The study presented by Walsh & Counter, (2019) discussed that the increase rate of the incarceration of the Indigenous population also reflects the irrelevant behaviour of officers that lead to death during the custody. The researcher also added that increased violence and irrational behaviour increase the rate of the mental or physical issue which affect the individual health wellbeing lifetime. The researcher added that the unaddressed medical need of the Indigenous population in the prison leads to the serious medical condition that increases the morality or morbidity rate of the individual. The study presented that poor environmental conditions of the cell where the Indigenous population reside also increase the chances of the infection that can directly deteriorate the health of the patient. The researcher also added that there has been increased incidence of the mental health issue in the Indigenous population due to the discriminative behaviour of the officers which has directly increased the scarcity of the right health care resources. The rate of the incarceration of the Indigenous women also discussed in the article that reveals that they have also increased and they also faced the irrational behaviours of the authority due to their minority group status.
One the other had study presented by Pettit et al. (2019) added that the irrelevant incarceration is negative behaviour toward the Indigenous community as sometimes they are imprisoned without any actual issue. The researcher also added that this incarceration leads to the isolation of the community and negative imaging which already act as a stressor for the individual that is increased by the racial behaviour faced during the incarceration period. The article put forward that Indigenous population are considered to be minority population also when it comes to the health care status thus require right health care facility that is lack due to the discrimination of holistic health care services delivery during the incarceration.
The study presented by Perdacher et al., (2019) discussed that due to the discrimination and less power to the Indigenous community population the population overrepresented in the prison belonging to the Indigenous community. The researcher added that the indigenous population are not provided by the cultural safe practice that can help to improve the mental status with overall wellbeing to improve lifestyle. The study also added that indigenous population receive less secure environment that increases their vulnerability to acquire different health deteriorating condition which is not addressed by the right health care services. The researcher also added that different services that are provided to the indigenous population during the incarceration don’t address the cultural and emotional aspect of the population which increase the risk for the behavioural issue in the population.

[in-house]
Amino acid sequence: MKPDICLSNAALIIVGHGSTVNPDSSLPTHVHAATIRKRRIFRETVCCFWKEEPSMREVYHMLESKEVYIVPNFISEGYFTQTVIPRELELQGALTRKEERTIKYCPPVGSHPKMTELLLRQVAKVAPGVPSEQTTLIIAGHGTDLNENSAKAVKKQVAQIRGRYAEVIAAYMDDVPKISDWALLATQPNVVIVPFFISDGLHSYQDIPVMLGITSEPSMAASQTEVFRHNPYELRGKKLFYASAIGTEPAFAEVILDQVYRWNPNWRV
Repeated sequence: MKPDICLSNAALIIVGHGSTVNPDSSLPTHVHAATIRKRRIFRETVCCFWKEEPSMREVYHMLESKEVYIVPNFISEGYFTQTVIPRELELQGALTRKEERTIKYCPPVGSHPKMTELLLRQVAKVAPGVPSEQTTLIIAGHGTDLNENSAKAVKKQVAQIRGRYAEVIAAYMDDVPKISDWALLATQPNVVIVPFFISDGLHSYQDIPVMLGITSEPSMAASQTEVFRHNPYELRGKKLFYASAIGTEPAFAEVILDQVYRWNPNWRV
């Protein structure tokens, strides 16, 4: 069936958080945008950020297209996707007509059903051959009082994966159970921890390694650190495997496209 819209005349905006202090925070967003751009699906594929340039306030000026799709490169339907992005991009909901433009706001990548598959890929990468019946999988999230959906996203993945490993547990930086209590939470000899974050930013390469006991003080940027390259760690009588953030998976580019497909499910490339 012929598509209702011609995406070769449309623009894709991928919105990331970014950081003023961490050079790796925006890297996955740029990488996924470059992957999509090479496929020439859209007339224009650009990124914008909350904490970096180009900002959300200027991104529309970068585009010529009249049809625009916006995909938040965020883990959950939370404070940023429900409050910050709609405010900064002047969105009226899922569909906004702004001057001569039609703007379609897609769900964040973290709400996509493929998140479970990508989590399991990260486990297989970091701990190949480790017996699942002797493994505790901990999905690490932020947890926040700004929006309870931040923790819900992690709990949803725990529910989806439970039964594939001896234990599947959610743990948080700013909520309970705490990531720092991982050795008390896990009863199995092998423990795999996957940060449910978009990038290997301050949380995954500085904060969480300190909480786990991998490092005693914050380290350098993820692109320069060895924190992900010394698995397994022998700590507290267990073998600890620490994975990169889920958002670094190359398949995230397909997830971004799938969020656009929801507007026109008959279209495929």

The findings are supported by Sullivan et al. (2019) by adding that incarceration has negatively impacted the population due to the lack of resources and poor behaviour. The incarceration increases the rate of mortality and morbidity that lead to lifetime complication. Indigenous mothers have also faced increased incarceration rate that leads to the lifetime trauma due to the physical or sexual abuse they experienced during the incarceration. The article also added that the incarceration indigenous mothers are highly marginalised and there was a lack of distribution of the resources for the pregnant women also that directly deteriorated the health of the new-born baby. The irrational behaviour of the higher authority toward the Aboriginal women leads to serious mental complication and increased stressor which has increased the risk for the mental disorder in the Indigenous female population. The overall poor mental and physical health was observed in the Indigenous mother during the incarceration period due to the discriminative behaviour.